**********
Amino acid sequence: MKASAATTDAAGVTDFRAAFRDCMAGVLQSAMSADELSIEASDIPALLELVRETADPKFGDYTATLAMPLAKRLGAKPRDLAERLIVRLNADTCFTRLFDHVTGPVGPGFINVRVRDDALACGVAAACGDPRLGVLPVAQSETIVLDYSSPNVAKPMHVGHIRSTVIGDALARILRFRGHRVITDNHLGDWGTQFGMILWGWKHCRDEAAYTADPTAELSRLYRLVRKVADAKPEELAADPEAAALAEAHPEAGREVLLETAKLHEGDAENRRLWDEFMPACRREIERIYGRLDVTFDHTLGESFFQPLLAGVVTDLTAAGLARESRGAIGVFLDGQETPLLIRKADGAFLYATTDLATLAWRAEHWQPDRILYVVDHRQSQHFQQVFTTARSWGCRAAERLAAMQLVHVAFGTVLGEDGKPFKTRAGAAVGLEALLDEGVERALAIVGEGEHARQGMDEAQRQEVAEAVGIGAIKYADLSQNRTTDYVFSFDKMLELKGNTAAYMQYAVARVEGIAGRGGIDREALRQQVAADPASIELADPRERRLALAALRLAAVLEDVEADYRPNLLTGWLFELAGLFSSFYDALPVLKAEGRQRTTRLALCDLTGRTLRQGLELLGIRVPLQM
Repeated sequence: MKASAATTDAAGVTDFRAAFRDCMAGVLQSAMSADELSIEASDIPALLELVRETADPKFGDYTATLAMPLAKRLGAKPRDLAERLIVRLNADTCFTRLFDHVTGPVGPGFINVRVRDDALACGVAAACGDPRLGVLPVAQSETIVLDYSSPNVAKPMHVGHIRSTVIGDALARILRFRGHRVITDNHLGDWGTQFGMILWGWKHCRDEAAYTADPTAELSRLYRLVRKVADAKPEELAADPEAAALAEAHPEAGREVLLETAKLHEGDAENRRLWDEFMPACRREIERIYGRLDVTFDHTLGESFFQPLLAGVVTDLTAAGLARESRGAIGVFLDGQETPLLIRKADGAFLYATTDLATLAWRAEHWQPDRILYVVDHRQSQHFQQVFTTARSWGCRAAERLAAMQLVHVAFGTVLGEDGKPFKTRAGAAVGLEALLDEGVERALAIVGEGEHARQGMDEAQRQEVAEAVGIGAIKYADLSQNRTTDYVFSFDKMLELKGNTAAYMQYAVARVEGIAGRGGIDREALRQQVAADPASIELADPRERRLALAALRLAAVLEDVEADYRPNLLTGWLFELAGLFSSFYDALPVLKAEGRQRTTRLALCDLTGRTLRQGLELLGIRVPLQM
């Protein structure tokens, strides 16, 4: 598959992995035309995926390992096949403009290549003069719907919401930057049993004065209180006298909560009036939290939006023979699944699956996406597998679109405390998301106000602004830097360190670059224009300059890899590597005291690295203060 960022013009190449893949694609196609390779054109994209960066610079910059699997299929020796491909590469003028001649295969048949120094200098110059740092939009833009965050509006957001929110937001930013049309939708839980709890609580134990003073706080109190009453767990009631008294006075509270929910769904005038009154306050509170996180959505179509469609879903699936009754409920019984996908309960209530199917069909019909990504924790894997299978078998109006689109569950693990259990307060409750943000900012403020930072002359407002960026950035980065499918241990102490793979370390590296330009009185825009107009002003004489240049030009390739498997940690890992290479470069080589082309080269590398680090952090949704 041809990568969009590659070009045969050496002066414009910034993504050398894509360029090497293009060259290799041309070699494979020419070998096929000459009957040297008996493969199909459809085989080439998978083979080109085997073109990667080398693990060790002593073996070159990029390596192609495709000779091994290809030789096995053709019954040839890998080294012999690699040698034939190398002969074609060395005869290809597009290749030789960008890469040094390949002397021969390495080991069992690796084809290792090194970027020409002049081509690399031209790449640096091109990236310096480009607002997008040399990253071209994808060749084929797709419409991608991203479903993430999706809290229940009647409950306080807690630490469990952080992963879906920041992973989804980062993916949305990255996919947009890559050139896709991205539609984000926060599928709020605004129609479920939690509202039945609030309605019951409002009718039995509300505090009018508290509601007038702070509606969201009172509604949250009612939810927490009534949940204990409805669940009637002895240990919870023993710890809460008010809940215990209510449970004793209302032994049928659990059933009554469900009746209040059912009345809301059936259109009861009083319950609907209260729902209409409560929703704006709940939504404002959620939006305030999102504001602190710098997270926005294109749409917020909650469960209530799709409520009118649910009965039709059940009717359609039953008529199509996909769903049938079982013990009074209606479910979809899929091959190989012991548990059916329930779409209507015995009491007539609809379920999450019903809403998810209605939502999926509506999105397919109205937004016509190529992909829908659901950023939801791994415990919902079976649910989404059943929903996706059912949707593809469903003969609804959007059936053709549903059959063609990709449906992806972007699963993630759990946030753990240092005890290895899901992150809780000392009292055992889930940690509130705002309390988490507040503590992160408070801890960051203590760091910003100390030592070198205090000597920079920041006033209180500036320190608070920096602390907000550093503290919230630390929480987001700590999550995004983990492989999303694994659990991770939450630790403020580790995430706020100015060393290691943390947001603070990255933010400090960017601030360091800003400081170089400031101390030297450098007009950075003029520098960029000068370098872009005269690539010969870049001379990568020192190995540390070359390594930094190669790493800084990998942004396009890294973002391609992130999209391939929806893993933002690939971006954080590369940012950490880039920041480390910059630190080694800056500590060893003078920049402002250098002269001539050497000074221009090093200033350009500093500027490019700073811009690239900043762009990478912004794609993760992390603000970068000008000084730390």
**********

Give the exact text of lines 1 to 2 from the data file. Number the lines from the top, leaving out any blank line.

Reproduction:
Amino acid sequence: MKASAATTDAAGVTDFRAAFRDCMAGVLQSAMSADELSIEASDIPALLELVRETADPKFGDYTATLAMPLAKRLGAKPRDLAERLIVRLNADTCFTRLFDHVTGPVGPGFINVRVRDDALACGVAAACGDPRLGVLPVAQSETIVLDYSSPNVAKPMHVGHIRSTVIGDALARILRFRGHRVITDNHLGDWGTQFGMILWGWKHCRDEAAYTADPTAELSRLYRLVRKVADAKPEELAADPEAAALAEAHPEAGREVLLETAKLHEGDAENRRLWDEFMPACRREIERIYGRLDVTFDHTLGESFFQPLLAGVVTDLTAAGLARESRGAIGVFLDGQETPLLIRKADGAFLYATTDLATLAWRAEHWQPDRILYVVDHRQSQHFQQVFTTARSWGCRAAERLAAMQLVHVAFGTVLGEDGKPFKTRAGAAVGLEALLDEGVERALAIVGEGEHARQGMDEAQRQEVAEAVGIGAIKYADLSQNRTTDYVFSFDKMLELKGNTAAYMQYAVARVEGIAGRGGIDREALRQQVAADPASIELADPRERRLALAALRLAAVLEDVEADYRPNLLTGWLFELAGLFSSFYDALPVLKAEGRQRTTRLALCDLTGRTLRQGLELLGIRVPLQM
Repeated sequence: MKASAATTDAAGVTDFRAAFRDCMAGVLQSAMSADELSIEASDIPALLELVRETADPKFGDYTATLAMPLAKRLGAKPRDLAERLIVRLNADTCFTRLFDHVTGPVGPGFINVRVRDDALACGVAAACGDPRLGVLPVAQSETIVLDYSSPNVAKPMHVGHIRSTVIGDALARILRFRGHRVITDNHLGDWGTQFGMILWGWKHCRDEAAYTADPTAELSRLYRLVRKVADAKPEELAADPEAAALAEAHPEAGREVLLETAKLHEGDAENRRLWDEFMPACRREIERIYGRLDVTFDHTLGESFFQPLLAGVVTDLTAAGLARESRGAIGVFLDGQETPLLIRKADGAFLYATTDLATLAWRAEHWQPDRILYVVDHRQSQHFQQVFTTARSWGCRAAERLAAMQLVHVAFGTVLGEDGKPFKTRAGAAVGLEALLDEGVERALAIVGEGEHARQGMDEAQRQEVAEAVGIGAIKYADLSQNRTTDYVFSFDKMLELKGNTAAYMQYAVARVEGIAGRGGIDREALRQQVAADPASIELADPRERRLALAALRLAAVLEDVEADYRPNLLTGWLFELAGLFSSFYDALPVLKAEGRQRTTRLALCDLTGRTLRQGLELLGIRVPLQM